Though the two sides disagree on the effect of upholding the Pennsylvania law, they agree that the current court is virtually certain to approve the new abortion restrictions.
Only two of the nine justices are known to support the fundamental right to abortion: Harry A. Blackmun, the author of the 1973 Roe decision, and John Paul Stevens.
Four members of the court have said that they would overturn the Roe decision: Rehnquist and Justices Byron R. White, Antonin Scalia and Anthony M. Kennedy.
If either of Bush's two conservative appointees to the court--Justices David H. Souter or Clarence Thomas--were willing to join such an opinion, it would overturn the right to abortion. States would then be free to ban abortion.
The only woman on the court, Justice Sandra Day O'Connor, has criticized the Roe decision, but also has been unwilling to overturn it.
In 1989, when the justices last considered a major abortion case, O'Connor was the swing vote. In that case, Webster vs. Reproductive Health Services, the court upheld a series of Missouri restrictions, including a ban on abortions in public hospitals and clinics. Bush Administration attorneys had urged the court to write an opinion that overturned Roe vs. Wade entirely but O'Connor refused to go along with such a sweeping ruling.
But the retirements of Justices William J. Brennan and Thurgood Marshall, both of whom were strong strong supporters of Roe vs. Wade, and their replacements by Souter and Thomas have given the conservative wing of the court a commanding majority.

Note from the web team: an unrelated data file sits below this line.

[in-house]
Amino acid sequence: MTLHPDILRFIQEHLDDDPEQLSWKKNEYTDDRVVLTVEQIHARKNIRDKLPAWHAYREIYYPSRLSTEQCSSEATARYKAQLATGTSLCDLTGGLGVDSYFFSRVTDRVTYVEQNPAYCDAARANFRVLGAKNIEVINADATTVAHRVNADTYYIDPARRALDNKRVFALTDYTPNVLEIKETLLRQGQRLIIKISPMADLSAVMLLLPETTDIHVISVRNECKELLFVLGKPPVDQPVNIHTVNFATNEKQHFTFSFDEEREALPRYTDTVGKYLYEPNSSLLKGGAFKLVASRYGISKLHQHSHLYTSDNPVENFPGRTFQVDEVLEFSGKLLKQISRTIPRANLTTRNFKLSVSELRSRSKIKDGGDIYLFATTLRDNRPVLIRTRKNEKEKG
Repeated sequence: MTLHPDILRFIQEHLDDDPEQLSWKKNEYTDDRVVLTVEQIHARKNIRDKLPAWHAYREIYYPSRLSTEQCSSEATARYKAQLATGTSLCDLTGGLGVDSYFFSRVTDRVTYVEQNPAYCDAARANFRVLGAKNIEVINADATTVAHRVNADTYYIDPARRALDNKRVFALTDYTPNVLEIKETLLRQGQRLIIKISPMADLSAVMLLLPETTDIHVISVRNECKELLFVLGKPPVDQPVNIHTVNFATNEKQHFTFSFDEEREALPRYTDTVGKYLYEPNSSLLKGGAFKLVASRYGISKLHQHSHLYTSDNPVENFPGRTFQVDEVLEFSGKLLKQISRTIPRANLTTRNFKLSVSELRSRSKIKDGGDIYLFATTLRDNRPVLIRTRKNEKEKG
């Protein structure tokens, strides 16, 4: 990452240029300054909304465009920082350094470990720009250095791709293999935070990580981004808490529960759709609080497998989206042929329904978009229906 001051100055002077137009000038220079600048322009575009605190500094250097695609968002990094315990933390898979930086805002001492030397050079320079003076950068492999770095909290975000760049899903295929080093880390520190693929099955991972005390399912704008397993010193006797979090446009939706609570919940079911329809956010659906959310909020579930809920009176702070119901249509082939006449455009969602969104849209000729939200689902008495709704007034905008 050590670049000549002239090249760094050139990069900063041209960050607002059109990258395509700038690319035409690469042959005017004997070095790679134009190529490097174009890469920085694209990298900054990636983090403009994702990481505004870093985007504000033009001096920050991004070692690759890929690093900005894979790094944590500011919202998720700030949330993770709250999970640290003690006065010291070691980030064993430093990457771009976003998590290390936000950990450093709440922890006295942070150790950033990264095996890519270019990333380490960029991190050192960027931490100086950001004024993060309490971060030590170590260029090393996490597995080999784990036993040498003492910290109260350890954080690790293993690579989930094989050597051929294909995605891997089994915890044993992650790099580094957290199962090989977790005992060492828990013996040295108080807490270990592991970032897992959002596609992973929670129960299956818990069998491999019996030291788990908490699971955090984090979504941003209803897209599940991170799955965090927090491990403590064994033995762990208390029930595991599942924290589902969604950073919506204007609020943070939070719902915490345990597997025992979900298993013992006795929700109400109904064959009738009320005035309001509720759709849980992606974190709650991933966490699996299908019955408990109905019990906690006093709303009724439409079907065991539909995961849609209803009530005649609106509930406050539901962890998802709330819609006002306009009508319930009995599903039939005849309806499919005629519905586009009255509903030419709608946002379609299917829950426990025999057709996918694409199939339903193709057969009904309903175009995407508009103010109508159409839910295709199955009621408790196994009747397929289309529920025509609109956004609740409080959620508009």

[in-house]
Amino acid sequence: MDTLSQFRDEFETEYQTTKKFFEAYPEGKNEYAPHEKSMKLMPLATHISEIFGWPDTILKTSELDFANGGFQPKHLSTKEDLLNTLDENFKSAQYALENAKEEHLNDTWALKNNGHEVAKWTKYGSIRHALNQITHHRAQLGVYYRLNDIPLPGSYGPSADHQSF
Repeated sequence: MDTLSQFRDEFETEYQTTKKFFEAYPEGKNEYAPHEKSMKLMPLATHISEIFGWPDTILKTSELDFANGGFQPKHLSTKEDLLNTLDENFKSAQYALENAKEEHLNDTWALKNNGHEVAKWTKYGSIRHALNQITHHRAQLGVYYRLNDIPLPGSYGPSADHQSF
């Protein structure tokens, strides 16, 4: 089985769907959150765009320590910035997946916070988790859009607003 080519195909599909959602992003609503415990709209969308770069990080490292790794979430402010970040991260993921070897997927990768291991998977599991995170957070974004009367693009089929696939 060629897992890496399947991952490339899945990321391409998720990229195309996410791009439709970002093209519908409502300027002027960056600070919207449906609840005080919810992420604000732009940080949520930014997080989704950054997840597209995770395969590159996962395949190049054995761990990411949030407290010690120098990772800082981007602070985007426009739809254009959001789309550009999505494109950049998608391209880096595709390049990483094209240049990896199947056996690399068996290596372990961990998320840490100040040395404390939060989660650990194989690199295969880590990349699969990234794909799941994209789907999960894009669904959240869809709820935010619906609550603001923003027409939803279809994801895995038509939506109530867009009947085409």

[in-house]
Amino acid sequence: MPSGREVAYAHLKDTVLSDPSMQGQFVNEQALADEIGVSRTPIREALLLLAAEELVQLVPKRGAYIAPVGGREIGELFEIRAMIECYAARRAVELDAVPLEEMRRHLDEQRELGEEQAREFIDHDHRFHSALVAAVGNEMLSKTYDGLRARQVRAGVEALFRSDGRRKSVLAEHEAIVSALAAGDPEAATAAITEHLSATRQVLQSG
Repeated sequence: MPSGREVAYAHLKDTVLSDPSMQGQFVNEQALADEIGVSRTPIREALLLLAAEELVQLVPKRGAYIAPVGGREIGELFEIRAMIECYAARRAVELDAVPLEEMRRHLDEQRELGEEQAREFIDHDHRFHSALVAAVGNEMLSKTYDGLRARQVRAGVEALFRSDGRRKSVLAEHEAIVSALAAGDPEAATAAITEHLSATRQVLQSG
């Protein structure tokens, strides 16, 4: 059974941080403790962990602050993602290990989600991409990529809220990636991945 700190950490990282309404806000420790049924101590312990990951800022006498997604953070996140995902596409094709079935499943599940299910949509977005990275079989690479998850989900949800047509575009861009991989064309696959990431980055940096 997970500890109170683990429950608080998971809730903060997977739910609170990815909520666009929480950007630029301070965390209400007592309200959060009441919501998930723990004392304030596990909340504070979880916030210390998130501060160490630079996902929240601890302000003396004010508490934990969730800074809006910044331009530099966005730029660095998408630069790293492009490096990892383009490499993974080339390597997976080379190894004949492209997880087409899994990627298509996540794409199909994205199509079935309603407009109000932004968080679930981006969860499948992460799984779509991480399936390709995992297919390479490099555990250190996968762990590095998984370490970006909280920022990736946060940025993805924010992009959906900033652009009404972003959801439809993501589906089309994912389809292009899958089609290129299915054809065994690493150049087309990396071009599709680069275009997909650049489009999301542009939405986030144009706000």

Indeed, abortion rights advocates labeled the Supreme Court a lost cause Tuesday and said that they plan to spend more time seeking passage in Congress of a national Freedom of Choice Act. This proposal, strongly backed by Democratic leaders, would write into federal law a guarantee that pregnant women could choose abortion.
ACLU officials conceded that Bush would be likely to veto such a bill. All five of the leading Democratic presidential candidates have said that they would protect a woman's right to choose abortion.
The impact of the court's ruling on the fall elections would depend on how broadly written it is, political analysts said. At a time when voters are focusing on the economy, polls show other issues, including abortion, have become less important.
As a result, only a fairly dramatic decision by the court would influence substantial numbers of voters, according to Democratic analyst Greg Schneiders.
Times staff writer David Lauter contributed to this story.
Abortion Control Act Provisions
The Supreme Court will consider five provisions of the Pennsylvania Abortion Control Act of 1989:
INFORMED CONSENT: Doctors may perform abortions only on women who have given a "voluntary and informed consent." This means that 24 hours before the procedure, the doctor must tell the woman of "risks and alternatives." In addition, the doctor must tell the patient of "the probable gestational age of the unborn child."
MEDICAL EMERGENCY: Doctors may ignore these steps and perform an emergency abortion only to "avert her death" or to head off "irreversible impairment of a major bodily function."
PARENTAL CONSENT: A doctor may perform an abortion on a pregnant woman who is under age 18 only if at least one of her parents has consented.
REPORTING REQUIREMENTS: Doctors must file reports to the state on each abortion performed, including the "type of procedure performed" and the "gestational age of the unborn child."
SPOUSAL NOTIFICATION: A doctor may not perform an abortion on a married woman without a statement from her certifying that she has informed her husband of her plans. This requirement may be waived if the spouse cannot be located, is not the father or has assaulted his wife or is "likely" to do so. The U.S. 3rd Circuit Court of Appeals upheld all of the provisions, except the spousal notification requirement.